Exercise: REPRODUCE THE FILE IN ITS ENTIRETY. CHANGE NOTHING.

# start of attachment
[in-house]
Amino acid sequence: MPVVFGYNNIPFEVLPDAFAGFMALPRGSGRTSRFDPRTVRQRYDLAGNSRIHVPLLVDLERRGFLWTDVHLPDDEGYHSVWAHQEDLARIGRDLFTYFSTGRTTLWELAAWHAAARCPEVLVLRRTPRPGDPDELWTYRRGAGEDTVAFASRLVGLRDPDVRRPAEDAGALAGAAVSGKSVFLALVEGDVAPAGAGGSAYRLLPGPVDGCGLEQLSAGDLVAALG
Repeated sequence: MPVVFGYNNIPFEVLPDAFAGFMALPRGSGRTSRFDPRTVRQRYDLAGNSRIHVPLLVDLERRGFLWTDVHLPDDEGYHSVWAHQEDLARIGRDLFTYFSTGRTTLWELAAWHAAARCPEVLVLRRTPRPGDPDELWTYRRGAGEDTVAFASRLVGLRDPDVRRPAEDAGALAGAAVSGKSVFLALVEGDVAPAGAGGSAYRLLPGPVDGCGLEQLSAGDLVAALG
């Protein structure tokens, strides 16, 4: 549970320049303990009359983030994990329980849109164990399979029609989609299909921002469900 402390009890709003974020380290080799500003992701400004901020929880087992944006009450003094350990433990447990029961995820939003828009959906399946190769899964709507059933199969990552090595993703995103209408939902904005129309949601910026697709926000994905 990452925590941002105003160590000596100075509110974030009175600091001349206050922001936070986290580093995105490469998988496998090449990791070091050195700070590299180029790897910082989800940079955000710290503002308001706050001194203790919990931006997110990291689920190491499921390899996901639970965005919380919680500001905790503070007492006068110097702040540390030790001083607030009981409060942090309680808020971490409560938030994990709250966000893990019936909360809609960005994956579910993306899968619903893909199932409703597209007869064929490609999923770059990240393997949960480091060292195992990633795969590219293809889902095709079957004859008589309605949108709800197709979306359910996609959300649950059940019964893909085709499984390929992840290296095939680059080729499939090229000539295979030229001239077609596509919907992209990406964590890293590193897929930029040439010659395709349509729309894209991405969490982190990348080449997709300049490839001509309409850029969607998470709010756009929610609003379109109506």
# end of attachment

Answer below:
[in-house]
Amino acid sequence: MPVVFGYNNIPFEVLPDAFAGFMALPRGSGRTSRFDPRTVRQRYDLAGNSRIHVPLLVDLERRGFLWTDVHLPDDEGYHSVWAHQEDLARIGRDLFTYFSTGRTTLWELAAWHAAARCPEVLVLRRTPRPGDPDELWTYRRGAGEDTVAFASRLVGLRDPDVRRPAEDAGALAGAAVSGKSVFLALVEGDVAPAGAGGSAYRLLPGPVDGCGLEQLSAGDLVAALG
Repeated sequence: MPVVFGYNNIPFEVLPDAFAGFMALPRGSGRTSRFDPRTVRQRYDLAGNSRIHVPLLVDLERRGFLWTDVHLPDDEGYHSVWAHQEDLARIGRDLFTYFSTGRTTLWELAAWHAAARCPEVLVLRRTPRPGDPDELWTYRRGAGEDTVAFASRLVGLRDPDVRRPAEDAGALAGAAVSGKSVFLALVEGDVAPAGAGGSAYRLLPGPVDGCGLEQLSAGDLVAALG
């Protein structure tokens, strides 16, 4: 549970320049303990009359983030994990329980849109164990399979029609989609299909921002469900 402390009890709003974020380290080799500003992701400004901020929880087992944006009450003094350990433990447990029961995820939003828009959906399946190769899964709507059933199969990552090595993703995103209408939902904005129309949601910026697709926000994905 990452925590941002105003160590000596100075509110974030009175600091001349206050922001936070986290580093995105490469998988496998090449990791070091050195700070590299180029790897910082989800940079955000710290503002308001706050001194203790919990931006997110990291689920190491499921390899996901639970965005919380919680500001905790503070007492006068110097702040540390030790001083607030009981409060942090309680808020971490409560938030994990709250966000893990019936909360809609960005994956579910993306899968619903893909199932409703597209007869064929490609999923770059990240393997949960480091060292195992990633795969590219293809889902095709079957004859008589309605949108709800197709979306359910996609959300649950059940019964893909085709499984390929992840290296095939680059080729499939090229000539295979030229001239077609596509919907992209990406964590890293590193897929930029040439010659395709349509729309894209991405969490982190990348080449997709300049490839001509309409850029969607998470709010756009929610609003379109109506």